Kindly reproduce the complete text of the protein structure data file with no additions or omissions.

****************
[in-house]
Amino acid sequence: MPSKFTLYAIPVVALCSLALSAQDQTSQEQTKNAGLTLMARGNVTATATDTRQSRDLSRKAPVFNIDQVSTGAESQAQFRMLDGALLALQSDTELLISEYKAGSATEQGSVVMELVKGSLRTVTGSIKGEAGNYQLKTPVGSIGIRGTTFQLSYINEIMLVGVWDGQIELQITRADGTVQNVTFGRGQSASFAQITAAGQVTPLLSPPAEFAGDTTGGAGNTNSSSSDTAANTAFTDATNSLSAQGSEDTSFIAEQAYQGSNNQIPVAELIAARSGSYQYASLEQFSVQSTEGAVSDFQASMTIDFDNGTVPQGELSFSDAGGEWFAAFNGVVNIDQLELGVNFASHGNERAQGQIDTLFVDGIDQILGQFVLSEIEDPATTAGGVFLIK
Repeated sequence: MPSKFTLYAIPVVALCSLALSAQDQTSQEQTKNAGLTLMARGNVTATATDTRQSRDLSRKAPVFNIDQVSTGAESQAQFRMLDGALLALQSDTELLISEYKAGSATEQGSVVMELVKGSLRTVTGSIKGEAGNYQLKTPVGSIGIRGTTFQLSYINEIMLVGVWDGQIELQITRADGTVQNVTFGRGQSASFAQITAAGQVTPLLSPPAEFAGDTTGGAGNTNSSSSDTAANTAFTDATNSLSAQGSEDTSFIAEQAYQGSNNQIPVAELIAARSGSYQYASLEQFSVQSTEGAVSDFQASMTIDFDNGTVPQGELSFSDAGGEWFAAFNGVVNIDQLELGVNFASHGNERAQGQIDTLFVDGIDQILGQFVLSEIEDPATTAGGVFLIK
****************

[in-house]
Amino acid sequence: MPSKFTLYAIPVVALCSLALSAQDQTSQEQTKNAGLTLMARGNVTATATDTRQSRDLSRKAPVFNIDQVSTGAESQAQFRMLDGALLALQSDTELLISEYKAGSATEQGSVVMELVKGSLRTVTGSIKGEAGNYQLKTPVGSIGIRGTTFQLSYINEIMLVGVWDGQIELQITRADGTVQNVTFGRGQSASFAQITAAGQVTPLLSPPAEFAGDTTGGAGNTNSSSSDTAANTAFTDATNSLSAQGSEDTSFIAEQAYQGSNNQIPVAELIAARSGSYQYASLEQFSVQSTEGAVSDFQASMTIDFDNGTVPQGELSFSDAGGEWFAAFNGVVNIDQLELGVNFASHGNERAQGQIDTLFVDGIDQILGQFVLSEIEDPATTAGGVFLIK
Repeated sequence: MPSKFTLYAIPVVALCSLALSAQDQTSQEQTKNAGLTLMARGNVTATATDTRQSRDLSRKAPVFNIDQVSTGAESQAQFRMLDGALLALQSDTELLISEYKAGSATEQGSVVMELVKGSLRTVTGSIKGEAGNYQLKTPVGSIGIRGTTFQLSYINEIMLVGVWDGQIELQITRADGTVQNVTFGRGQSASFAQITAAGQVTPLLSPPAEFAGDTTGGAGNTNSSSSDTAANTAFTDATNSLSAQGSEDTSFIAEQAYQGSNNQIPVAELIAARSGSYQYASLEQFSVQSTEGAVSDFQASMTIDFDNGTVPQGELSFSDAGGEWFAAFNGVVNIDQLELGVNFASHGNERAQGQIDTLFVDGIDQILGQFVLSEIEDPATTAGGVFLIK